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Netflix is on something of a cancelling spree at the moment.
Earlier this week it emerged that the streaming giant, faced with record subscriber losses, made the decision to cancel a number of high-profile animated projects. It's now being reported that Netflix has also cancelled the sequel to a fan-favourite Will Smith movie.
According to Bloomberg journalist Lucas Shaw, Netflix has abandoned its plans to make Bright 2, the sequel to the the fantasy/cop drama hybrid starring Smith that released on Netflix back in 2017.
While Bright was absolutely torn to pieces by critics at the time, it has a much more forgiving fanbase, and was a big success for Netflix. The movie's Rotten Tomatoes critic score of 27% is a far cry from the 83% audience score.
While you might assume that Netflix chose to axe Bright 2 in response to Will Smith slapping Chris Rock at the Oscars just a few weeks ago, Shaw claims that the movie's cancellation is "unrelated" to the Academy Awards incident. Given Netflix's penchant for cancelling things people want to see, we can believe this.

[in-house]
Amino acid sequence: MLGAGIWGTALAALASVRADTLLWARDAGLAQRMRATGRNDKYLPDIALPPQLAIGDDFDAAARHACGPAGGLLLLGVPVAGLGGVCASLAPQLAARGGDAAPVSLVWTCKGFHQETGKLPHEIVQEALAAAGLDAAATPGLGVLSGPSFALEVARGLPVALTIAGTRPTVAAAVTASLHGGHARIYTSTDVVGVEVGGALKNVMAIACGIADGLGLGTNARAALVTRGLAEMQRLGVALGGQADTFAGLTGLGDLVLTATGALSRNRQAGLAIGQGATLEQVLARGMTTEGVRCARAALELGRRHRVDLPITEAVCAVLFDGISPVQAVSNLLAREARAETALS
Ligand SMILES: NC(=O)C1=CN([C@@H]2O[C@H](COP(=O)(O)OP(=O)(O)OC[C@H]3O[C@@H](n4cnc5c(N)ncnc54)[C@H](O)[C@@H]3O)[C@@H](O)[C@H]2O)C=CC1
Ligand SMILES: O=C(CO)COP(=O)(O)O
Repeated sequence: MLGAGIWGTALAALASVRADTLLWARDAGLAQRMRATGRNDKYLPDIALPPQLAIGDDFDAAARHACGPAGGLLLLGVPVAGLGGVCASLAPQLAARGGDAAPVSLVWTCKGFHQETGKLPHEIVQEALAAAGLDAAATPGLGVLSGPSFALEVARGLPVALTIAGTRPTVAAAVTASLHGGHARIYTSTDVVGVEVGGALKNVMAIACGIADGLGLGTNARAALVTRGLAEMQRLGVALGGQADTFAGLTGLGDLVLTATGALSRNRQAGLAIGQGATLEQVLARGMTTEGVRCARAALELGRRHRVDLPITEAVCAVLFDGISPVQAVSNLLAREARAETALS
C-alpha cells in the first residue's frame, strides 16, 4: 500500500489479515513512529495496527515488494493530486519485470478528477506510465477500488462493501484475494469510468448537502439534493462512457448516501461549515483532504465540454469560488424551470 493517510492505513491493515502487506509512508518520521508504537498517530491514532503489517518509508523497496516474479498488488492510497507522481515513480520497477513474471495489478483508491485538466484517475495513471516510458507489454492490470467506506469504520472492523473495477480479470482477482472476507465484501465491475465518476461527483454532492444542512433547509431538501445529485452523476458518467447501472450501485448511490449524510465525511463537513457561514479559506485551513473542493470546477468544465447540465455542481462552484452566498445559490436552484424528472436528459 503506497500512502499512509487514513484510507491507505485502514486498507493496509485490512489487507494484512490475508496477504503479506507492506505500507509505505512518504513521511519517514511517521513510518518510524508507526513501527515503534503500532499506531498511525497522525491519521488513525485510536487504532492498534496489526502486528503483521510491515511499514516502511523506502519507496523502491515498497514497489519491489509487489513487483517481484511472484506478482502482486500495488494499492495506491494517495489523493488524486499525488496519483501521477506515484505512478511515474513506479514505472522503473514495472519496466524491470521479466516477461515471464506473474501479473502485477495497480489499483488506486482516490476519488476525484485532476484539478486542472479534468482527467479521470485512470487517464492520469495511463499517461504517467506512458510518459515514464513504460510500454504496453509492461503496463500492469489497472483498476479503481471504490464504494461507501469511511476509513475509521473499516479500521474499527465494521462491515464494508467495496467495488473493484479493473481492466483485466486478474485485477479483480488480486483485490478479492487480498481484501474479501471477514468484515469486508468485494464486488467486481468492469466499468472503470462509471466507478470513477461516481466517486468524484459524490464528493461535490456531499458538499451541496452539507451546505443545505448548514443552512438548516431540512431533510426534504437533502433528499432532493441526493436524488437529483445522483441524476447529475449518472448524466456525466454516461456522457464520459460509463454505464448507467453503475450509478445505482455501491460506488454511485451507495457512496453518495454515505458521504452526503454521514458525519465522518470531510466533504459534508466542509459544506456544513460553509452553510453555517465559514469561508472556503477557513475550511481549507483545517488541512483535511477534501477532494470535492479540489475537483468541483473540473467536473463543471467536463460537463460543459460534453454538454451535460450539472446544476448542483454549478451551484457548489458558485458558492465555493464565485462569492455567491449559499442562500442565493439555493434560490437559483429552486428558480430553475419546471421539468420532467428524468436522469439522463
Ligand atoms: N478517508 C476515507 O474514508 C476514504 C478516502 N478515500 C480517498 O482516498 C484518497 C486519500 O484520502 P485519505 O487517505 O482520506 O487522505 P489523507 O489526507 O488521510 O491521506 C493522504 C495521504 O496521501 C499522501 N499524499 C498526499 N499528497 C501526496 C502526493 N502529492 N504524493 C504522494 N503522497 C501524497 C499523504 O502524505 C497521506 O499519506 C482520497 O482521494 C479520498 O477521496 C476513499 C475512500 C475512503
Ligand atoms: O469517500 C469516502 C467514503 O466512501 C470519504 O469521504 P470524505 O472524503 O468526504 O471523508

NatGeo has delayed the start of production on its big Will Smith show following the Slap. But it's still happening.— Lucas Shaw (@Lucas_Shaw) April 21, 2022
Netflix has also abandoned plans to make a sequel to Brright, but that is unrelated to the incident.@chrispalmeri https://t.co/rj5T5RNc3y
While Bright 2 may not have been cancelled as a direct result of the slap, other Will Smith projects are feeling the burn from his divisive actions.
Last month the actor officially resigned from the Academy, meaning he'll no longer be able to vote in future Oscars. The Hollywood Reporter also claims that Netflix has stepped away from Fast And Loose, an upcoming drama that was set to star Smith, while Sony has even put Bad Boys 4 on pause for now.
Apple Plus' slave drama Emancipation is still on track for a 2022 release, although Apple has yet to commit to a specific air date. THR posits that "a few other projects in pre-production" are probably also on hold - most likely so that studios can see how long it takes for the Oscars noise to die down. Assuming it ever does, that is.
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